The recent post on Five Things Every Gym Should be Doing reminded of me of why I abandoned the last traditional fitness centre of which I was a member. I blogged about it then, in 2006. I decided to re-post it here, since the reasons still largely apply:
This week I said goodbye to my health club membership. In part, it’s for the usual reason. I am not there enough to justify the cost. I have a Y membership and like lifting weights at the Y better–more free weights and less attitude. I also prefer my cardio outdoors–biking, cross country skiing, running along the river. And I’ve fallen in love with the Velodrome and track biking. Pure speed and pleasure. Yum.
But I did love the Bodyflow classes at Goodlife–nice mix of tai chai, yoga, and pilates. Fast paced for attention deficit disorder exercisers like me. If I could have tele-transported into the classes, avoiding the ads and the locker room, I’d have done it. But I really couldn’t take the emphasis on weight loss and physical beauty, where that means skinny and 20. It wasn’t even presented as one of the many goals one might have.
I’m okay with some people wanting to lose weight and that being their reason for going to the gym. It’s one goal among many: get faster, lift your kids without pain, staying flexible and keeping your balance in your 80s…. But the quest for the perfect body and weight loss was the only thing promoted in the women’s change room.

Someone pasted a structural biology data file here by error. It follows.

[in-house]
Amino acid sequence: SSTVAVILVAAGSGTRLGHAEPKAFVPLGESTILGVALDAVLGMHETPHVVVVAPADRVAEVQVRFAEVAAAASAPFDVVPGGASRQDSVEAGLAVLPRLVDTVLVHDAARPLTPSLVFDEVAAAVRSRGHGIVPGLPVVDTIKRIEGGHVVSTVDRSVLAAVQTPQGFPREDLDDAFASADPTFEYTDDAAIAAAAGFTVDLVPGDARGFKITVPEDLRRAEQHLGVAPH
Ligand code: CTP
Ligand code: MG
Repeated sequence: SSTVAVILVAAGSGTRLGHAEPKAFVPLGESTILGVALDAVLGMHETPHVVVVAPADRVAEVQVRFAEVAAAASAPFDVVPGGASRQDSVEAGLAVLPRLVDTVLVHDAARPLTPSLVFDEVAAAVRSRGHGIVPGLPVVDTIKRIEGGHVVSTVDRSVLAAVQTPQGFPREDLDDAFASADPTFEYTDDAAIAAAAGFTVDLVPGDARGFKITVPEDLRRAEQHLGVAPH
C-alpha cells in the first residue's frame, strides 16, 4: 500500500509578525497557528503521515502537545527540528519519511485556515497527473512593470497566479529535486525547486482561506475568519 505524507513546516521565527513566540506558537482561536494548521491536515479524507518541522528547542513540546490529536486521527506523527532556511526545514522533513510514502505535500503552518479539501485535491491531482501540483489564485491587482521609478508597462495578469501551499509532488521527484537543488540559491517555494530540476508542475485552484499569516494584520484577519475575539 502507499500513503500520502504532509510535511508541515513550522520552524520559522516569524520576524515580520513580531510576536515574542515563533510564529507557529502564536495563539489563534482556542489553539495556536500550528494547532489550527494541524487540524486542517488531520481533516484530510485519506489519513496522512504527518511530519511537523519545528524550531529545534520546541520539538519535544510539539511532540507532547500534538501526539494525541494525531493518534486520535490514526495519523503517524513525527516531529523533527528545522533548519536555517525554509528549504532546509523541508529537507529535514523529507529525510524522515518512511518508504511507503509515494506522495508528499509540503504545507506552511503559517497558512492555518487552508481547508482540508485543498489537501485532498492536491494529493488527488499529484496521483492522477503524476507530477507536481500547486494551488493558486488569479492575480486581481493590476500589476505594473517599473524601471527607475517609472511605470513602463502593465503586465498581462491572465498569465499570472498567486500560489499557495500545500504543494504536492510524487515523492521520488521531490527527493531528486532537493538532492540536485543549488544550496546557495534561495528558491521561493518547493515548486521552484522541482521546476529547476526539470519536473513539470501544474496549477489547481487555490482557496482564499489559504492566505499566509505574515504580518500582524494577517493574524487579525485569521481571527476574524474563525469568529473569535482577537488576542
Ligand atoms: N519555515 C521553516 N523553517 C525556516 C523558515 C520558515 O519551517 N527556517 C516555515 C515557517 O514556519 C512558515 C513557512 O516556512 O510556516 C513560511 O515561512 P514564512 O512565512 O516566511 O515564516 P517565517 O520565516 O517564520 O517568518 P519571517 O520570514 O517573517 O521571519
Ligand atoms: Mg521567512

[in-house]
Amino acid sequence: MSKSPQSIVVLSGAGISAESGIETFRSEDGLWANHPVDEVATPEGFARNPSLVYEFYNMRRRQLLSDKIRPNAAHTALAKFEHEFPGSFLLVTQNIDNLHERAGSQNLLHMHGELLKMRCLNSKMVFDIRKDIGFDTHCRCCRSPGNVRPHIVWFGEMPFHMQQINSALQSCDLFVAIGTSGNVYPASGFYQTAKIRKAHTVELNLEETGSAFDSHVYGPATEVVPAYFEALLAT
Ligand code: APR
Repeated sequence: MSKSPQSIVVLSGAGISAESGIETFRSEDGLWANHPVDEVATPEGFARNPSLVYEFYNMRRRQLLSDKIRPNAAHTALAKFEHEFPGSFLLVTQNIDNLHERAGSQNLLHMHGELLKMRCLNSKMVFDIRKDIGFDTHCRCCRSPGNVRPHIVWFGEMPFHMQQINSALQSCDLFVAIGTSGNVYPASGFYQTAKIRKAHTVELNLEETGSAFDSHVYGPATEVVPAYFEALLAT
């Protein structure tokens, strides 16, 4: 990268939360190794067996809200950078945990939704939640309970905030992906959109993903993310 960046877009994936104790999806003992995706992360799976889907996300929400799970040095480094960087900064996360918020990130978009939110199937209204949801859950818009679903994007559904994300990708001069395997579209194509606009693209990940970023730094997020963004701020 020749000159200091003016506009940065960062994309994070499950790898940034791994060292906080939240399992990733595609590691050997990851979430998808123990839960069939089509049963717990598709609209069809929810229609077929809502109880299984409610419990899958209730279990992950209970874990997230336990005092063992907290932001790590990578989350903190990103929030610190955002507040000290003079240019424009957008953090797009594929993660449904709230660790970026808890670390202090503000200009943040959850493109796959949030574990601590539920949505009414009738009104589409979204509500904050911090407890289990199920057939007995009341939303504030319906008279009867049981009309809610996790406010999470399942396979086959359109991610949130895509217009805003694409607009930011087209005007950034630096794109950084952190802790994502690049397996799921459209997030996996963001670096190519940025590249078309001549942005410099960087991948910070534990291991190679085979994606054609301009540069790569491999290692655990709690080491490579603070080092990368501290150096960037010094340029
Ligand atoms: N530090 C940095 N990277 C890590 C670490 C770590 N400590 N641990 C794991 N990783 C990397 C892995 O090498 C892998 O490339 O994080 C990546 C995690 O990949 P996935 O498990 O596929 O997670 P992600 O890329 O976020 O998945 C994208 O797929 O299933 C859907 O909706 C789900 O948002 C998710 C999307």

I love the Y locker room for its range of body shapes and sizes, tattoos and wrinkles, all ages, physical and mental abilities. In Goodlife the mostly pretty, mostly 20-35 year old, women hid behind towels. Too modest for me. I made a point of stripping naked there, walking across the room, and talking to friends naked, any excuse to change the norm.
Anyway, I complained about the weight loss posters. Emailed head office. No reply. Talked lots to my friends and to the instructors and got sympathy but no progress.
A staff member at work tried their weight loss program which consisted of a 1400 calorie a day starvation diet. She was told she’d be too weak some days to do much exercise.
Final straw? A spin class instructor-skinny minnie–talking to a class about how fat she was and how many calories we’d burn in an hour. Did I care? No. I was there as a cyclist to maintain speed, fitness over the winter. She was the thinnest person there! Did she think the women in that class would find that motivational?
ARGH. I quit. Having discovered what I love about being fit and about exercise–speed,the outdoors, being strong, going fast and hard for as long as I can–I thought I could reenter a traditional gym and keep my healthy body image intact. I was wrong.
Bye bye Goodlife.